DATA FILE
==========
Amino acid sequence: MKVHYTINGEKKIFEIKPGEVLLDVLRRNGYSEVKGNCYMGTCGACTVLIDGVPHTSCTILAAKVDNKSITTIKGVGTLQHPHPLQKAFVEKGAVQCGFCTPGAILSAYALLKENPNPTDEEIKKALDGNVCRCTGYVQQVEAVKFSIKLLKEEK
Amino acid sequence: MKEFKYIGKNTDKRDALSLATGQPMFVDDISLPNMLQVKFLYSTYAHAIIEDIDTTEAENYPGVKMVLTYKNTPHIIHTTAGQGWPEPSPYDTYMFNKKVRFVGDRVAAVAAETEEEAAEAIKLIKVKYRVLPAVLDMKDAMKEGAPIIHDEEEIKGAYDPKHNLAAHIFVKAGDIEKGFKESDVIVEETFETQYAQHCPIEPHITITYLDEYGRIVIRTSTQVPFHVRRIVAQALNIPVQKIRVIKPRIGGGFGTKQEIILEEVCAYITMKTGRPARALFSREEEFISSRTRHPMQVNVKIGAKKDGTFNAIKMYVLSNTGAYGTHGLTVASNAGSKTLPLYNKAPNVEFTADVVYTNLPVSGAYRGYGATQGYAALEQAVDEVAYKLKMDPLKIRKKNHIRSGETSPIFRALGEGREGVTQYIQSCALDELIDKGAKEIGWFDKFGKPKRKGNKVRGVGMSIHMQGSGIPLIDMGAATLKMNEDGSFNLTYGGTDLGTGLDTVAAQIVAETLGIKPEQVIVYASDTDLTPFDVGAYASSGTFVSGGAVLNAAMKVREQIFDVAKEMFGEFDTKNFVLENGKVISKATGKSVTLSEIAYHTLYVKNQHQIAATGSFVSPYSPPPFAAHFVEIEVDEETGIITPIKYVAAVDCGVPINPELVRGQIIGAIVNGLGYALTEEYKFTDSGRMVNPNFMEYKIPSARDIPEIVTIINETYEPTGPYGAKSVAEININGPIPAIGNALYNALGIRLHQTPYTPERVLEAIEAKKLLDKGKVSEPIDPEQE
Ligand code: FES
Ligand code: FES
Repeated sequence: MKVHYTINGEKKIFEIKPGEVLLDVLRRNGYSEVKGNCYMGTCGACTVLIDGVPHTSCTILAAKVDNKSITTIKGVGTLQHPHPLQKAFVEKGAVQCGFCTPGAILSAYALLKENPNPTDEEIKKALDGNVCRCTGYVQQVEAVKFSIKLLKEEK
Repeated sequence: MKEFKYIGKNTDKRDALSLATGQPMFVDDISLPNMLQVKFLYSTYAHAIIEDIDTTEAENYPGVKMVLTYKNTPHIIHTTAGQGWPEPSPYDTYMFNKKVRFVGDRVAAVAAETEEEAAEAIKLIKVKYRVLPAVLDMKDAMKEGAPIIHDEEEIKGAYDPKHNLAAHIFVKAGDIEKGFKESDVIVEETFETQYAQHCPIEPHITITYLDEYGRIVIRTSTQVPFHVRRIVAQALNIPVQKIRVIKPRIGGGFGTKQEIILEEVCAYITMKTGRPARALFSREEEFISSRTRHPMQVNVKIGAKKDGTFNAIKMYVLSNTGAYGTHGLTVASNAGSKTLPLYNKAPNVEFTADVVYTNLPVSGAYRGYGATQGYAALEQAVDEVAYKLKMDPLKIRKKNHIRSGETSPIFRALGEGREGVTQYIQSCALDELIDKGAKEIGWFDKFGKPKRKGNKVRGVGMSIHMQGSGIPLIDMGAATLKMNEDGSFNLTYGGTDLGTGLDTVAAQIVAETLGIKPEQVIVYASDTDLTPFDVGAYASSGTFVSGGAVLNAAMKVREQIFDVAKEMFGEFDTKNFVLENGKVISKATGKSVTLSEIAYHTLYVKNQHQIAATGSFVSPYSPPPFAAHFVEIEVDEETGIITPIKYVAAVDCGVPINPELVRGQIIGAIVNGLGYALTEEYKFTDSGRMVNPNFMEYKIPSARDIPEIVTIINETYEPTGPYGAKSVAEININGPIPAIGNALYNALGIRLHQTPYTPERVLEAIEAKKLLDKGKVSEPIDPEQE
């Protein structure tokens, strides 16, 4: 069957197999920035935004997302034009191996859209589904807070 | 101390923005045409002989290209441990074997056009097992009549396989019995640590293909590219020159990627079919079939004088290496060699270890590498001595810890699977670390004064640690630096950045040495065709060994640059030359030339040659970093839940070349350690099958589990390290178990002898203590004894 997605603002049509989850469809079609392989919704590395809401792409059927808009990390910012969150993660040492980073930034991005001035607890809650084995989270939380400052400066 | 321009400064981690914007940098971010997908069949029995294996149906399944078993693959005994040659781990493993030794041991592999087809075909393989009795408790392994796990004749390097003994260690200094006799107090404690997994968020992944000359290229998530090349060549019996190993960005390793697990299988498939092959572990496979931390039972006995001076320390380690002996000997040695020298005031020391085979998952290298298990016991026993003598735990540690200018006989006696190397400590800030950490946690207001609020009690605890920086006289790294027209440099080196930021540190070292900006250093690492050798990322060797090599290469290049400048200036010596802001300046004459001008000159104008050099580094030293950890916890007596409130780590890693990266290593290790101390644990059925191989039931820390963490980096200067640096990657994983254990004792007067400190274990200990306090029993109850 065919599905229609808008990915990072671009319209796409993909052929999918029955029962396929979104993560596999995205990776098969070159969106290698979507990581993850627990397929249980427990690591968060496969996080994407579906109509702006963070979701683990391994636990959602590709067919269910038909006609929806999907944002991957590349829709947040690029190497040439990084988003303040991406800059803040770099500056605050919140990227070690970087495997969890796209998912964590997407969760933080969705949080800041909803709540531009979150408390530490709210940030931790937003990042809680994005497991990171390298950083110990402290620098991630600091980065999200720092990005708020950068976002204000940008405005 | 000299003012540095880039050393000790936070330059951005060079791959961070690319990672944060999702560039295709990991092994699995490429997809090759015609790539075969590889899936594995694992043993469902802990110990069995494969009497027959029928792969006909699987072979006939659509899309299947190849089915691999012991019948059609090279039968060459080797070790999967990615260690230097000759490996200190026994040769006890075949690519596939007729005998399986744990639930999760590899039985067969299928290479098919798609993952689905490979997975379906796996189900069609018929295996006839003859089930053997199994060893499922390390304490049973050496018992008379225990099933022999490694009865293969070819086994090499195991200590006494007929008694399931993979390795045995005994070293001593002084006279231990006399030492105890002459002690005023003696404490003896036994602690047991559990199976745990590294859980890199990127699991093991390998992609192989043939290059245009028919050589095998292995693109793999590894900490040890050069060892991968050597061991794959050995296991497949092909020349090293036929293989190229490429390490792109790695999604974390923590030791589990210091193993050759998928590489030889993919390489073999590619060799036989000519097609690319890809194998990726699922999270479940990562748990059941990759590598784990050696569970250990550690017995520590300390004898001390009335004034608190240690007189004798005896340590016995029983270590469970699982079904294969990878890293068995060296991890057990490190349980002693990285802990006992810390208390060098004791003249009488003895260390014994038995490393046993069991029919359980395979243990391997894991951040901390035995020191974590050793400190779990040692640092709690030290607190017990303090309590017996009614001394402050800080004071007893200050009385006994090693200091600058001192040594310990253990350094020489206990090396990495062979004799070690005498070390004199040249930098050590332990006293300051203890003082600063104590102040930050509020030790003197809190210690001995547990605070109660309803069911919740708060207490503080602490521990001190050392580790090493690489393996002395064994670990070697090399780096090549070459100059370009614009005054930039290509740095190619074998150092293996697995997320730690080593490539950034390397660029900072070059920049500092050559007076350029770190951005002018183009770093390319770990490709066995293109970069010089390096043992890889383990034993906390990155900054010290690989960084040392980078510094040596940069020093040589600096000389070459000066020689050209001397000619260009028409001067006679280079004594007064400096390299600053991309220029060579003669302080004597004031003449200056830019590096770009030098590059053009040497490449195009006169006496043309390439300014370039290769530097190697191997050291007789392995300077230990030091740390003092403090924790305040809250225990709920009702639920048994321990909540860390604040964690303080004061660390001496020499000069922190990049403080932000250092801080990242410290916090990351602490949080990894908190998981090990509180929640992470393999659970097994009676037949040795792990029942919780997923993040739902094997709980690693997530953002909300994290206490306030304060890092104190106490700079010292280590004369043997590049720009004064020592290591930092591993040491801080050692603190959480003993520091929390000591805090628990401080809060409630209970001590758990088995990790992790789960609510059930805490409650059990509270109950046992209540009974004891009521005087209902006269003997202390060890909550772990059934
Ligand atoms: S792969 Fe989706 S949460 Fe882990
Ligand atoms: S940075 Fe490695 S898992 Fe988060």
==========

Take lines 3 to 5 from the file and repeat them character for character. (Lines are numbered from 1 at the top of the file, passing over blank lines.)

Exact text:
Ligand code: FES
Ligand code: FES
Repeated sequence: MKVHYTINGEKKIFEIKPGEVLLDVLRRNGYSEVKGNCYMGTCGACTVLIDGVPHTSCTILAAKVDNKSITTIKGVGTLQHPHPLQKAFVEKGAVQCGFCTPGAILSAYALLKENPNPTDEEIKKALDGNVCRCTGYVQQVEAVKFSIKLLKEEK